HAPPY NEW YEAR LITERATURE STUDENTS AND THOSE WHO READ IT TO ENJOY IT. WE BEGIN THE YEAR 2012 BY CONTINUING WITH SHIMMER CHINODYA'S SHORT STORY, "QUEUES" TAKEN FROM AN 'A' LEVEL LITERATURE SET BOOK, " WRITING STILL" EDITED BY IRENE STAUNTON.
Rudo did not have much money. She had only seemed to have much money. She did not worship money, really. She was a civil servant, a poor struggling servant, a widow in her early forties, but she was content with what she had. She wanted something more than money, something she could not define, or was not prepared to define. She wanted to share her time, her miseries, herself with somebody else. She did not want my money, really. She wanted something else from me. Or so I thought. But we sometimes talked about money.
Money, money, money. Like when I could not buy Tariro a jumbo-size pizza because the price had doubled overnight. Like when she showed me her latest salary slip with nothing on it but deductions. Like when she showed me her monthly medical-aid bills. Like when she told me she had to see three specialists every month. Like when she told me, out of the blue, out of the very, very blue, out of the bluest of blues, that she was chronic manic- depressive.
Like when she told me she had taken herself off medication because it was too expensive, and addictive. Like when she told me she had turned to yoga and meditation to get to sleep. Like when she told me she had a brain tumour for which she would have to be operated on outside the country. Like when she told me her Mazda needed a complete overhaul. Like when she showed me papers from the Salary Service Bureau detailing the paltry amounts she would get if she took an early retirement package for health reasons. Like her plan to buy a stand, or rent a stall at a flea market, or even purchase a hammer mill to grind maize if she got that precious package. Like when she asked me if we could take Jean out to comfort her after her miscarriage.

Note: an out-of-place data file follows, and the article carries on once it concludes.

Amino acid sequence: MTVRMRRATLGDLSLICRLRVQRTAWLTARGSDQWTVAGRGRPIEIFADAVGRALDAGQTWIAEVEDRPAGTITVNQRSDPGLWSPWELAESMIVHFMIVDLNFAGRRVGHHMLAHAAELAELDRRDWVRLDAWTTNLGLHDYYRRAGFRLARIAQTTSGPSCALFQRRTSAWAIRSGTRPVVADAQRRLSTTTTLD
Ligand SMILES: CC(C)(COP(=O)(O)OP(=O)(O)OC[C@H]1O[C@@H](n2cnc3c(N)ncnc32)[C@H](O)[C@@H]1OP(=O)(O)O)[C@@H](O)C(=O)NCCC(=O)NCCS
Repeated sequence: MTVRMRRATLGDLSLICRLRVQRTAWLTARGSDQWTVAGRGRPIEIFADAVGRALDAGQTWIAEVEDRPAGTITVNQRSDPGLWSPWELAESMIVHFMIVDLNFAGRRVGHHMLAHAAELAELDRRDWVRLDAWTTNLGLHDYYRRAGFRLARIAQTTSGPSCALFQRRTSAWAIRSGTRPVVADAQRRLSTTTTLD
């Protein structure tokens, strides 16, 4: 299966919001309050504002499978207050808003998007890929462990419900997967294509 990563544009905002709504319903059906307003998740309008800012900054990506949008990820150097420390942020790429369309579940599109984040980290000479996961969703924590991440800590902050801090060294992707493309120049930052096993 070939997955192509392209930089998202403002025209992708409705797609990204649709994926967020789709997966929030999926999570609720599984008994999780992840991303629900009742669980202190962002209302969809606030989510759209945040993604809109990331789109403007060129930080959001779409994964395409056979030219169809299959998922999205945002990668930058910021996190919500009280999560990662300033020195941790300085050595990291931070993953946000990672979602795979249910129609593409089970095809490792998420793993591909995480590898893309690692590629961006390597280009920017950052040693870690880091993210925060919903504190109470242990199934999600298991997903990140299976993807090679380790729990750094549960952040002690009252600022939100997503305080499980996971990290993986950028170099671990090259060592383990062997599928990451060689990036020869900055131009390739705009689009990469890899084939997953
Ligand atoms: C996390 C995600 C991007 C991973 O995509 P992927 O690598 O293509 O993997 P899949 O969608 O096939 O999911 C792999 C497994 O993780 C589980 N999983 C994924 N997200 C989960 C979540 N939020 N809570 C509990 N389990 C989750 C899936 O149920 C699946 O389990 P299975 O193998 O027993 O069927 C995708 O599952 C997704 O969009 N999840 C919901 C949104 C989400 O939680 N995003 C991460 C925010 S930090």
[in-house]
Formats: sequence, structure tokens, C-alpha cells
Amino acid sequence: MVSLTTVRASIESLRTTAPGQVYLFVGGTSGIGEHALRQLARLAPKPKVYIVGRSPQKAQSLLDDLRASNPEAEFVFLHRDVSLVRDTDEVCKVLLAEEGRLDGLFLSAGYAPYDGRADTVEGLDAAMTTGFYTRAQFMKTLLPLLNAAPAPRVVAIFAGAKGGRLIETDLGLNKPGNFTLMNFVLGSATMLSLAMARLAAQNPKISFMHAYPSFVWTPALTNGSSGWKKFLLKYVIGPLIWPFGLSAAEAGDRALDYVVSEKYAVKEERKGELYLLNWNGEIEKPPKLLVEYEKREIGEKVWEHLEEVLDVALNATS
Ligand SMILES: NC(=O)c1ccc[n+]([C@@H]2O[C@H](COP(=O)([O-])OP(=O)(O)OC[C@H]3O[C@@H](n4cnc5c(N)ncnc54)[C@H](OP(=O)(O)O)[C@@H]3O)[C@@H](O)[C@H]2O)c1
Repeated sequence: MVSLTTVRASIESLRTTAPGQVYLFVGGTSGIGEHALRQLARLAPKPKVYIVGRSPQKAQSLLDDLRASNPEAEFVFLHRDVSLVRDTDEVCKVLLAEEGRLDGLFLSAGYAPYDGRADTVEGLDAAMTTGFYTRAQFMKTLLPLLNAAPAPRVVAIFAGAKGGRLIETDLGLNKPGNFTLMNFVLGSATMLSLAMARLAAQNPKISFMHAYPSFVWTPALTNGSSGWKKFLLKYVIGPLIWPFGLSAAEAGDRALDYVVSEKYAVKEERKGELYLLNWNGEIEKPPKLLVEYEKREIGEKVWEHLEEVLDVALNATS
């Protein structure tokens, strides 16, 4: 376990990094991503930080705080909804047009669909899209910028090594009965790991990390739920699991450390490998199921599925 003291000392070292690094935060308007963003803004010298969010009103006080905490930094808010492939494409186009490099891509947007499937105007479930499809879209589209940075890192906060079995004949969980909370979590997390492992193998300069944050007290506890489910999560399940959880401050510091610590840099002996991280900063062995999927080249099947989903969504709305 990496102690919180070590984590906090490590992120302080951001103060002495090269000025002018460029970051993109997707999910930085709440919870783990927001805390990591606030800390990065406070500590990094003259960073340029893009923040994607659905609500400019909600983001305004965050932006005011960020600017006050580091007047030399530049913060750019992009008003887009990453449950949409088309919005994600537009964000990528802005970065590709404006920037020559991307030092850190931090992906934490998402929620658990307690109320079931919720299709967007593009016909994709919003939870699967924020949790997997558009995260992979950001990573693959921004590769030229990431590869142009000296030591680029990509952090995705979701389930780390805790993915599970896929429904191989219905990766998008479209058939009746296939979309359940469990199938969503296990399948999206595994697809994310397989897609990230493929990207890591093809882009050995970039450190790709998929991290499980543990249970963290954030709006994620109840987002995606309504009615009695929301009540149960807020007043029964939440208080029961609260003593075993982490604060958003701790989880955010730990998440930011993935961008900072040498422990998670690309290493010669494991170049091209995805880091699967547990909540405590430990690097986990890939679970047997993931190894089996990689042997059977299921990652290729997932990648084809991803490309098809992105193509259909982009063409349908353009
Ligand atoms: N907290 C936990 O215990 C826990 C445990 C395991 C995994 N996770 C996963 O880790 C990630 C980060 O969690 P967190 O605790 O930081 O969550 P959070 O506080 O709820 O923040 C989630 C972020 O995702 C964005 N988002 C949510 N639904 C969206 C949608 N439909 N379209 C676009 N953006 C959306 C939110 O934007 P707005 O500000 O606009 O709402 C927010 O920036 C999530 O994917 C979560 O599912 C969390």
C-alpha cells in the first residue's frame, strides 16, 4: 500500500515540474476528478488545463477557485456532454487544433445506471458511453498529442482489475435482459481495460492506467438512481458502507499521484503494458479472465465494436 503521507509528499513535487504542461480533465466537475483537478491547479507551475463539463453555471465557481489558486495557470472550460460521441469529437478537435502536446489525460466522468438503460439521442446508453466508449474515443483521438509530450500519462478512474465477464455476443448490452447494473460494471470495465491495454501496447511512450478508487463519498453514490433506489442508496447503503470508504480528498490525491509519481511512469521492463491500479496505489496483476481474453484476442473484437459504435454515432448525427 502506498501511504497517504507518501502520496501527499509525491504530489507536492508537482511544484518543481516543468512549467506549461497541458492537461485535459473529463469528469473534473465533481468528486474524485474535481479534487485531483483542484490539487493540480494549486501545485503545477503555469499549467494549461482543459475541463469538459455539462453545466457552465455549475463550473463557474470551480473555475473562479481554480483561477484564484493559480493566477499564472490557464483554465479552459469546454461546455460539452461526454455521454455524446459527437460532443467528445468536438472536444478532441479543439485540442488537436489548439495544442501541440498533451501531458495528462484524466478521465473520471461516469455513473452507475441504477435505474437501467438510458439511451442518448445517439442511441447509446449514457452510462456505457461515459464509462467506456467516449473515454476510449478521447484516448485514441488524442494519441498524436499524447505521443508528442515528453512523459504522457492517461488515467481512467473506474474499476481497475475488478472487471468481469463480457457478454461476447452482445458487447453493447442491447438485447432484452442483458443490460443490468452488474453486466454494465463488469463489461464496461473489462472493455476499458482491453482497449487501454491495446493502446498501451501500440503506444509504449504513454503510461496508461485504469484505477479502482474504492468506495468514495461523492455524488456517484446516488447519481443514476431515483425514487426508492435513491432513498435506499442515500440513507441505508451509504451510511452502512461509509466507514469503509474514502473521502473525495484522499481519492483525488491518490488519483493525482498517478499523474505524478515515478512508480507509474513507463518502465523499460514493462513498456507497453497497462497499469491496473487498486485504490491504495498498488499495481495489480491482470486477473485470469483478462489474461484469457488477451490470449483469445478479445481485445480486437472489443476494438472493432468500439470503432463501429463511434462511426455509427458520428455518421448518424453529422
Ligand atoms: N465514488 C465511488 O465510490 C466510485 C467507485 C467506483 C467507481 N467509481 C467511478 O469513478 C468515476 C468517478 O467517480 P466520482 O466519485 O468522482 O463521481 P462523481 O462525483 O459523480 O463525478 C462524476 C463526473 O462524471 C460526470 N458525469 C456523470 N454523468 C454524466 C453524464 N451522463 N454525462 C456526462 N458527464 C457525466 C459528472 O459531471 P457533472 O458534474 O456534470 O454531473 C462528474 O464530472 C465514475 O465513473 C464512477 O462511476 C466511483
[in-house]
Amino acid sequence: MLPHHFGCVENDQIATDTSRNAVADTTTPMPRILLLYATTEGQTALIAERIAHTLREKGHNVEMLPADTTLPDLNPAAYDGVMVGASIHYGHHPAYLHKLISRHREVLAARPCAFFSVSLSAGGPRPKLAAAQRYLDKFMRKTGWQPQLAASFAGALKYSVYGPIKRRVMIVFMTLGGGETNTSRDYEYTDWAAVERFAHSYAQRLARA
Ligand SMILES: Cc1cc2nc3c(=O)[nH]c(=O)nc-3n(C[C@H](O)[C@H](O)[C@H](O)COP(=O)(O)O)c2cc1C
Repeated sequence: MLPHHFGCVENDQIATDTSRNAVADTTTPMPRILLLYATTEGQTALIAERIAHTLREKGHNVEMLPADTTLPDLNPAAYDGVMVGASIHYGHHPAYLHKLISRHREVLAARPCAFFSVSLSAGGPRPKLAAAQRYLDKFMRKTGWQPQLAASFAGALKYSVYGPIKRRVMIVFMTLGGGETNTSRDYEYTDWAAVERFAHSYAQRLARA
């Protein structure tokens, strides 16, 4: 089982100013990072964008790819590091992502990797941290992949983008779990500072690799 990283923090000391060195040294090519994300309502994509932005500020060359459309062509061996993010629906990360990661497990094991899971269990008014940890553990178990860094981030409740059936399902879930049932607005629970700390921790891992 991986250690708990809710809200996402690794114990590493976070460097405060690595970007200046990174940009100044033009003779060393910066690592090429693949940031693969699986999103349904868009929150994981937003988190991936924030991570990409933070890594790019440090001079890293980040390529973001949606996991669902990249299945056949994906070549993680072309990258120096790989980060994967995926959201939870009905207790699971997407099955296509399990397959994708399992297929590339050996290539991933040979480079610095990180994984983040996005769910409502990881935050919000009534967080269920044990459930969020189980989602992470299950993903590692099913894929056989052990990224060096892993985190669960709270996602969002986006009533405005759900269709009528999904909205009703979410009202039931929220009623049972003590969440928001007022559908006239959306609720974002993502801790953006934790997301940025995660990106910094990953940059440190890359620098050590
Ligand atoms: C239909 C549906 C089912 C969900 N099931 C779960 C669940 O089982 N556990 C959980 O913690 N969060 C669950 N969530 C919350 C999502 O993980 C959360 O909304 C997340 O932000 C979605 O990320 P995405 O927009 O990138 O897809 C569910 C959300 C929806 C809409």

I did not know how to help her. I was impotent before her wishes. If she had asked to borrow money I could have considered helping her, very much against my better instincts, I suppose, but she never asked. Not directly any way. Perhaps the word 'borrow' did not exist in her vocabulary, or had once existed, and long ago expired. Perhaps she had already borrowed the word borrow.
Last Wednesday I was in the petrol queue all day. I phoned the garage and they told me they might have something that day and when I rushed out there I found a kilometer-long stretch of cars waiting. It was six in the morning.
I was hungry and unwashed and hastily dressed. The queue snaked round the three street corners and at the mouth of the garage it split into four columns of cars. The diesel queue, the trucks and kombis and buses and lorries, wound in from the opposite direction. They had camped for two days in the queue, waiting. There was pandemonium at the garage. The road was blocked. The garage attendant and security men were battling with a rush of blaring cars.